Of course, the Exposure Warning must be switched on first from the View menu, the toolbar or with a keyboard shortcut. In the Before/After comparison you see the result of this switch.
The second slider is for the Shadow Warning. I had this enabled in the flower image above. Setting the threshold with the slider affects the warning in a similar way as the Highlight Warning.
Please note that both Exposure Warnings work for all channels of the image. Once a single channel, for example, red, hits or exceeds the threshold, the warning color appears for that area in the preview.
Also, note that the Exposure Warnings are only visible in the Viewer and not on the thumbnails in the Browser.
We can divide the Levels Tool section into three parts: Channel Mode, Target Levels, and Clipping Thresholds. It is important to be able to distinguish these parts to be able to understand their meaning.
The Levels tool is a very important and versatile tool in Capture One Pro. To be able to get the best results out of it you might want to dig into these Preference settings.
If you are not yet familiar with the Levels tool, there are a lot of tutorials and Presets here that can help.
Open the drop-down list and see the two options:
- RGB Channel
- Red, Green, and Blue Channels
Also, note the small text below the list which says Channel Mode applies to Auto Adjust and Shadow & Highlight Pickers.
The Levels tool has four tabs, one for each channel: RGB, Red, Green, and Blue. With the Channel Mode selector, you either choose the RGB channel, or the respective three channels Red, Green, and Blue.
The selected Channel Mode affects how Auto Adjust and both the Shadow & Highlight pickers work.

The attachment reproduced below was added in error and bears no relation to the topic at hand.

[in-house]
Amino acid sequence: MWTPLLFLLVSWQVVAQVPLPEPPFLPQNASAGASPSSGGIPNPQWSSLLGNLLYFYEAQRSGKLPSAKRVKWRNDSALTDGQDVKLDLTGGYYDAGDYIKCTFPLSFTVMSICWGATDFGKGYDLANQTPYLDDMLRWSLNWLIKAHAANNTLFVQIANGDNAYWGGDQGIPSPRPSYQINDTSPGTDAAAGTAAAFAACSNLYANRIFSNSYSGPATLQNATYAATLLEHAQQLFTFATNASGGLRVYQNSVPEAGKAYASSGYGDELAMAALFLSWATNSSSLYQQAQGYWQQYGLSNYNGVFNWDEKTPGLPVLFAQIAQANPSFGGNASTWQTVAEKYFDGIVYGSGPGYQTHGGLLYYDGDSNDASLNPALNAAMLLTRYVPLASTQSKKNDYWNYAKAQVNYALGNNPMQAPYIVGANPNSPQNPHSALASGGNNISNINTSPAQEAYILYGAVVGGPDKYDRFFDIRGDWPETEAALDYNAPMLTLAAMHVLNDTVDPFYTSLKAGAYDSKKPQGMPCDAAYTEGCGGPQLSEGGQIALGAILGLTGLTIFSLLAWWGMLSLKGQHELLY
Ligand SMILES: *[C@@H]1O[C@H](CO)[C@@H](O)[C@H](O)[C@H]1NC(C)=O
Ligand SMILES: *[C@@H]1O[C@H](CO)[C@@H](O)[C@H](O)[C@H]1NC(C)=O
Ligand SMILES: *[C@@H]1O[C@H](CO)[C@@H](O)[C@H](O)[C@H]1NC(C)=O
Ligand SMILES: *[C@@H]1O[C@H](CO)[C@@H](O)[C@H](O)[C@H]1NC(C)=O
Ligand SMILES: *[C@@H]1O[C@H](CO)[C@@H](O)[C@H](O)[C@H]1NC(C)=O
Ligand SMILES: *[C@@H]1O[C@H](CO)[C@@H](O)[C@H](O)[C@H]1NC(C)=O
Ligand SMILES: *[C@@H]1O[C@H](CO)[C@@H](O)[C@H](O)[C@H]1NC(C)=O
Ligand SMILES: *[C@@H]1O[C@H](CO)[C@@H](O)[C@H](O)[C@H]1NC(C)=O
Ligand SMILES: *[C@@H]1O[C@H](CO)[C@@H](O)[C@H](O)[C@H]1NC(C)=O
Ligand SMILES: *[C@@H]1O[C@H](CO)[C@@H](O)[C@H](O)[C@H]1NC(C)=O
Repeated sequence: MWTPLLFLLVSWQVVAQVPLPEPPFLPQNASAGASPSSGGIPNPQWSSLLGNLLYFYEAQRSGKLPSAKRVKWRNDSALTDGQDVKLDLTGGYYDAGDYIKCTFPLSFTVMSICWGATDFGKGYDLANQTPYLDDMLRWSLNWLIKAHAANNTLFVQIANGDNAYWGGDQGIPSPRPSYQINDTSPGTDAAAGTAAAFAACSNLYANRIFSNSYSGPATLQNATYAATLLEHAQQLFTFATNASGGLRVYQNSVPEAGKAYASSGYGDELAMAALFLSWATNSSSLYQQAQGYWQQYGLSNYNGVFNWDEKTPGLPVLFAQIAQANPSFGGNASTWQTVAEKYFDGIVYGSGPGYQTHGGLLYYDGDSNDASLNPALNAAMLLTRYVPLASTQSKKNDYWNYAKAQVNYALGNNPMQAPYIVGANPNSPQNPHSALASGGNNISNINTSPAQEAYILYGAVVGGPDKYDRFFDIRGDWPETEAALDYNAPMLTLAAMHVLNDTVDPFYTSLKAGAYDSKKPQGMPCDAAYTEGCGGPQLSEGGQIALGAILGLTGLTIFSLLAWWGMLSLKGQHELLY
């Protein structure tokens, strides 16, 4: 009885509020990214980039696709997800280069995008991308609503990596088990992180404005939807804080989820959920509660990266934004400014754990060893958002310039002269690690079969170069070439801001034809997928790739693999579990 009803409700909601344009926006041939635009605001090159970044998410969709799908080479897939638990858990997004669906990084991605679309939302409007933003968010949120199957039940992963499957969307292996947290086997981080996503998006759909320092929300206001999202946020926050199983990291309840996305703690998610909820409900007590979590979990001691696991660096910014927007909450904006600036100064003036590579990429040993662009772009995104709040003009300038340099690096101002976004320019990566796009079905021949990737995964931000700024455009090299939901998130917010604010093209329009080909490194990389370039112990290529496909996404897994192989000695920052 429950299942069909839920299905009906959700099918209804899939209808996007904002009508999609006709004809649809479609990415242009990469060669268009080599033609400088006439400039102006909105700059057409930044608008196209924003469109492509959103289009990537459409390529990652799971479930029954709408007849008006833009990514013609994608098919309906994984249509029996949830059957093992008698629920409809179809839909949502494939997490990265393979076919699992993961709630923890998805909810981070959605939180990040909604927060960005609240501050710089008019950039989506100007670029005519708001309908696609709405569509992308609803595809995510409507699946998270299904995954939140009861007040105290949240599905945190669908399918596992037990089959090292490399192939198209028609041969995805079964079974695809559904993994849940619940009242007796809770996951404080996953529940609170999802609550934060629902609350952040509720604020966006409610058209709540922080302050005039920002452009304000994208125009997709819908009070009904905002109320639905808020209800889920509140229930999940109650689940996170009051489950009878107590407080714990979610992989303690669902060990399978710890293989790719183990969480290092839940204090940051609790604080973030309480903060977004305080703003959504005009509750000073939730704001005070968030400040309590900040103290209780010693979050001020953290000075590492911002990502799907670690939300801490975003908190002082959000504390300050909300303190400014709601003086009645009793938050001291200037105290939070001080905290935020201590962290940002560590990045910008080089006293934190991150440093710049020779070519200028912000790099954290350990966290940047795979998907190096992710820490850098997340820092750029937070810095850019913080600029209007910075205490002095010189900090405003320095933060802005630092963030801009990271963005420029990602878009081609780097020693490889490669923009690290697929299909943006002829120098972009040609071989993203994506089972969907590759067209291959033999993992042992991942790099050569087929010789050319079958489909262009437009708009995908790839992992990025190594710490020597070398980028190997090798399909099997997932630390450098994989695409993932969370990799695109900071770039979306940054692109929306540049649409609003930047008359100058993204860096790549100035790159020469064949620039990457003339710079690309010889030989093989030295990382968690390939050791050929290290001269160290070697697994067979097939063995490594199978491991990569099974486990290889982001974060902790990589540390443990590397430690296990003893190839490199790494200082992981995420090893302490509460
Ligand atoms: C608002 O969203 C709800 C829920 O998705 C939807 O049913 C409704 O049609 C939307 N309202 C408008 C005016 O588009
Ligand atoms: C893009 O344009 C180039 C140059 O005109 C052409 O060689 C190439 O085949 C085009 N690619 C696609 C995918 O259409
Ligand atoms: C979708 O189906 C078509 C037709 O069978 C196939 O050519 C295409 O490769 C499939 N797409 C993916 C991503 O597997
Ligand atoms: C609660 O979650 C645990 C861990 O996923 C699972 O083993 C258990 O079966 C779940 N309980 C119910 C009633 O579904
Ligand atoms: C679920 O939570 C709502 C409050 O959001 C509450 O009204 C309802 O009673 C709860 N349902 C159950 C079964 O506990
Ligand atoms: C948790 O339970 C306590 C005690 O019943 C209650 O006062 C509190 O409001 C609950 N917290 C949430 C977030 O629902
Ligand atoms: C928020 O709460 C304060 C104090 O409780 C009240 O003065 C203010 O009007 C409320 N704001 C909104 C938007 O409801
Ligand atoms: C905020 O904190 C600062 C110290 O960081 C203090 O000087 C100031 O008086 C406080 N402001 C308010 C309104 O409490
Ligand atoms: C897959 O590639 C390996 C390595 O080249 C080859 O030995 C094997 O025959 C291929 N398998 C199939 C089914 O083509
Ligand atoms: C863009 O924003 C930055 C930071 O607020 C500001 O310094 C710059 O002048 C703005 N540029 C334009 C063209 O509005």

When you select the advanced Red, Green, and Blue Channels as Channel Mode, automatic adjustments are calculated individually for each channel. This can induce a color shift or eradicates it. Personally I use this advanced mode a lot since it was introduced in Capture One Pro.
Pick Target Levels
Where the Channel Mode and related automatic adjustments affect the input Levels only, you can, in addition, tell Capture One what your preferred Target Level is. This defines how dark the darkest shadow will be and how bright the brightest highlight on output.
We already learned in the previous section that you can pick your Shadow and Highlight point with the respective picker. This affects the input level only, by default.
However, you can have Capture One automatically adjust the Shadow and Highlight Target point when you use the picker for the Shadow and Highlight point.
First, enable the Pick Target Levels option in Preferences with the checkbox. Next, set your Target Levels for both the Shadows and Highlight.
Now, back you the Levels tool, enable one of the pickers and click in the image. You will notice that in addition to the base Level the Target Level is set as well. Note that this works in both Channel Modes.
Please note that the Pick Target Levels setting is often confused with the Exposure Warning settings. Remember that the Exposure Warning settings are just a warning, not an image adjustment. However, consider aligning both the Target Levels with the Exposure Warning thresholds.
Auto Levels Clipping Thresholds
The last settings on the Exposure tab, Levels tool section is fairly new, so Capture One diehard beware!
With the Auto Levels Clipping Thresholds, you can fine-tune how the Levels’ Auto Adjust works. The Auto Adjust calculates the Shadow and Highlight points of your image with a predefined amount of clipping.
To demonstrate this I have done an Auto Adjust with the clipping set at 0.00% and set at 0.20% for both settings. Notice the different Shadow and Highlight points.
To Be Continued